Lastly, if your oracle is spending all of his highest level spells summoning creatures, he's leaving the party open. Your campaign might be a little too-kick-in-the-door if players aren't concerned with expending all of their spells in combat. Always leave a little bit of a mystery as to what the next encounter will be that will make your PCs weary of spending their last spell. Note that encounter doesn't always mean combat! Make your oracle wish he hadn't used all of spells is a great way to make him think twice in later combats.

share|improve this answer
add comment

I think there's a power mismatch here.

Don't get me wrong, the T-Rex is a great tank, but a Greater Elemental is also available and equally solid. Oh and if they're fighting Dragons, the same spell can summon a Roc. These are all good creatures.

You have a party of 14th level characters, their encounter monsters are things like adult dragons and astral devas that have access to Invisibility and Spell Resistance and Flying. (those are both CR-14s)

If you have a one-off, non-dungeon boss monster, that thing has to be like an Ancient Dragon that casts its own 7th-level spells on top of the abilities above. While a T-Rex may be annoying to such a Dragon, it's clearly far from the end of the world.

What type of monsters are you throwing at the PCs?

share|improve this answer
1  
+1. A t-rex is overpowering... To some other CR9 creature. If you're fighting those at L14 they are mooks and you're supposed to mow through them with stuff like this. –  mxyzplk Mar 15 '12 at 1:04
add comment

Do they ever fight casters? Do the casters ever have any of the following spells

  • Dispel Magic
  • Dispel Good
  • Dismissal

If not, why not? Simply countering the spell would be effective.

Also, while I understand why many Medium melee enemies would struggle with a T-Rex, Huge and larger creatures would not struggle to the same extent. At 14th level, I would expect them to encounter many such creatures.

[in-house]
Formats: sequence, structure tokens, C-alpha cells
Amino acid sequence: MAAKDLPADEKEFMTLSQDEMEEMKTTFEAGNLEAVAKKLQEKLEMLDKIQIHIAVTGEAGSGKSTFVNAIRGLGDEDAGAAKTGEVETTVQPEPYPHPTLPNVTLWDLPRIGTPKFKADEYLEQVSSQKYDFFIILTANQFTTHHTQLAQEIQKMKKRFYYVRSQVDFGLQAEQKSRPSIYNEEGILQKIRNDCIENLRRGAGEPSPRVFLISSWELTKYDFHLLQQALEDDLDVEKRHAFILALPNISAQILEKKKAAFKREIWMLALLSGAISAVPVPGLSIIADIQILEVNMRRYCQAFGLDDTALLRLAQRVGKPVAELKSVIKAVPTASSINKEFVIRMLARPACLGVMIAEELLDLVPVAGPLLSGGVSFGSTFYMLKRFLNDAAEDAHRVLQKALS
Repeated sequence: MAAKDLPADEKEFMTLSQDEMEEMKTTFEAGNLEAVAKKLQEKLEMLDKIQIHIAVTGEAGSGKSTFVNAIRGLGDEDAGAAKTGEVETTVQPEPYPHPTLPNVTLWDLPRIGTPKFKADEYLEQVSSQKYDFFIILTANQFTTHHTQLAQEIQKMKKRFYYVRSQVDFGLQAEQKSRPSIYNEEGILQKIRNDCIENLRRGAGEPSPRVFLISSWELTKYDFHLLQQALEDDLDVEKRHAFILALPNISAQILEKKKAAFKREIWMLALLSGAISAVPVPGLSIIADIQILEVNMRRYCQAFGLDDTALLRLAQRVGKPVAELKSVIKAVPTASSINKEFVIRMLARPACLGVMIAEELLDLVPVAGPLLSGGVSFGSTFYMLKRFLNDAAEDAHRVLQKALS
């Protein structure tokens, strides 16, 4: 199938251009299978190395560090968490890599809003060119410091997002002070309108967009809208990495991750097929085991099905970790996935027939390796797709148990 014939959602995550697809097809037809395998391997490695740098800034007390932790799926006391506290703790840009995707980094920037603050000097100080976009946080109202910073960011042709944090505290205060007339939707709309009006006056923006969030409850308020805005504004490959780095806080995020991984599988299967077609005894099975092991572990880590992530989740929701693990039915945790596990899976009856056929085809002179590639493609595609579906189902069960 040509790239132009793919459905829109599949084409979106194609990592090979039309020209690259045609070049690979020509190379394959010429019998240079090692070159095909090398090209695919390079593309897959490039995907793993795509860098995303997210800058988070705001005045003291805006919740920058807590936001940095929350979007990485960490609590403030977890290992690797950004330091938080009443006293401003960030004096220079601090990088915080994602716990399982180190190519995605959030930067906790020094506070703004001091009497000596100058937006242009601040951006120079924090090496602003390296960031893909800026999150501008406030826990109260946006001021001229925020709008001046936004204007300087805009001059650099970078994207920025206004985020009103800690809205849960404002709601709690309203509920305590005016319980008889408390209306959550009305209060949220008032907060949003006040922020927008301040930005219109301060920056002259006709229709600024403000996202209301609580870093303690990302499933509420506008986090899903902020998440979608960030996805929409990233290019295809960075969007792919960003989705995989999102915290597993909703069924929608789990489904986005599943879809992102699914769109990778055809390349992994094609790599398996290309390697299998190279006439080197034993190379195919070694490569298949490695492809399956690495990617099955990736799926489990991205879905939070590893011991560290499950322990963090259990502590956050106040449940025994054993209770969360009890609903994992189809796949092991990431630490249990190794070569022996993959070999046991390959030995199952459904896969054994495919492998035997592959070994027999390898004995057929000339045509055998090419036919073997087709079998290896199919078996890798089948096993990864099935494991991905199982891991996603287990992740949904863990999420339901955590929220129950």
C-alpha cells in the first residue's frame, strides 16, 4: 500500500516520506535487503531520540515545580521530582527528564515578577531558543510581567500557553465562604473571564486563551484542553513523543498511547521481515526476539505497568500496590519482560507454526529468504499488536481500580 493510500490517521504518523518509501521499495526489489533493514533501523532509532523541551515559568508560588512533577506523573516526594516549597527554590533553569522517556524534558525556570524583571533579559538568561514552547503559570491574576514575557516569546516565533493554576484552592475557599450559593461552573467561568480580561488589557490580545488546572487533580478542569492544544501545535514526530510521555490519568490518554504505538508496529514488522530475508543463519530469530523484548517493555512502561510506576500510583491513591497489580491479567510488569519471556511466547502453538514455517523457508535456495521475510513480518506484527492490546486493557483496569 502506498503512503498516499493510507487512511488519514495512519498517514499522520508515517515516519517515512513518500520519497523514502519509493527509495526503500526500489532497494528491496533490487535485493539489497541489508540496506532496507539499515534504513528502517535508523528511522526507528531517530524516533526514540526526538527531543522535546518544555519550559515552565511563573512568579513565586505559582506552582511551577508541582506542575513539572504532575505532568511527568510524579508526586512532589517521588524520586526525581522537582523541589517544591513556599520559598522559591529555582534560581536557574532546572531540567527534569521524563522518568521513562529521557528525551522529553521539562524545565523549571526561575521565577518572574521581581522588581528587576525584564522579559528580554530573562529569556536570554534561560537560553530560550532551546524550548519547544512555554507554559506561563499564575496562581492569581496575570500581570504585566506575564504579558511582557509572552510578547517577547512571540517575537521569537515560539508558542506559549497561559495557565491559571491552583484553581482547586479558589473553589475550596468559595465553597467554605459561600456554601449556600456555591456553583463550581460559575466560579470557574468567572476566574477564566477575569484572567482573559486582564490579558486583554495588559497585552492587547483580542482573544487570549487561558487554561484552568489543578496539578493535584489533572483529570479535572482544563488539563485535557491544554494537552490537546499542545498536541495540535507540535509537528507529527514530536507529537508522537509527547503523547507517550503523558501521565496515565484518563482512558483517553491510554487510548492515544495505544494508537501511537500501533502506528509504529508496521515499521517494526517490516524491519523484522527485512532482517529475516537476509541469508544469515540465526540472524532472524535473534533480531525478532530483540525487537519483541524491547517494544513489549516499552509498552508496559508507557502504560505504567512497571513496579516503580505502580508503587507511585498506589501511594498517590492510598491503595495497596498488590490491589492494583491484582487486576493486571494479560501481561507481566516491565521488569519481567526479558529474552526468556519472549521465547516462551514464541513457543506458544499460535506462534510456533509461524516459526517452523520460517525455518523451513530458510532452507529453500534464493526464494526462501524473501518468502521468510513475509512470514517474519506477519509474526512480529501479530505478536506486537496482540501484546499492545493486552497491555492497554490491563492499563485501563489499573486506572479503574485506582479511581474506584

Finally, I would suggest stealth anti-caster characters if you insist on using NPC villains. Both stealth rogues and stealth monks can create huge problems for a caster.

In short, no it's not universally overpowered, though it would be overpowering in some types of combats.

share|improve this answer
3  
All you need is protection from good/evil. See d20pfsrd.com/magic/all-spells/s/summon-monster - the rex is summoned fiendish/celestial and so a first level spell wards it out. –  mxyzplk Mar 15 '12 at 2:09
1  
@mxyzplk and Magic Circle against X is even more effective (area denial). –  C. Ross Mar 15 '12 at 12:29
    
Also in the list of useful spells: Summon Monster VII, and summon a T-Rex behind the PCs. If a player finds a really effective strategy, copy it. I call it "Arms Race", and it works wonders. –  Cristol.GdM Nov 20 '12 at 19:43
add comment

Every answer here points to the same 3 problems:

  1. You may not be handling grappling and attacks of opportunity correctly with the t-rex
  2. The enemies you're controlling are not exercising some of the options that should easily counter the t-rex
  3. You're using the suggested encounters in the adventure guide instead of modifying them to provide a challenge for your party.
share|improve this answer
add comment

Your Answer

 
discard

By posting your answer, you agree to the privacy policy and terms of service.

Not the answer you're looking for? Browse other questions tagged or ask your own question.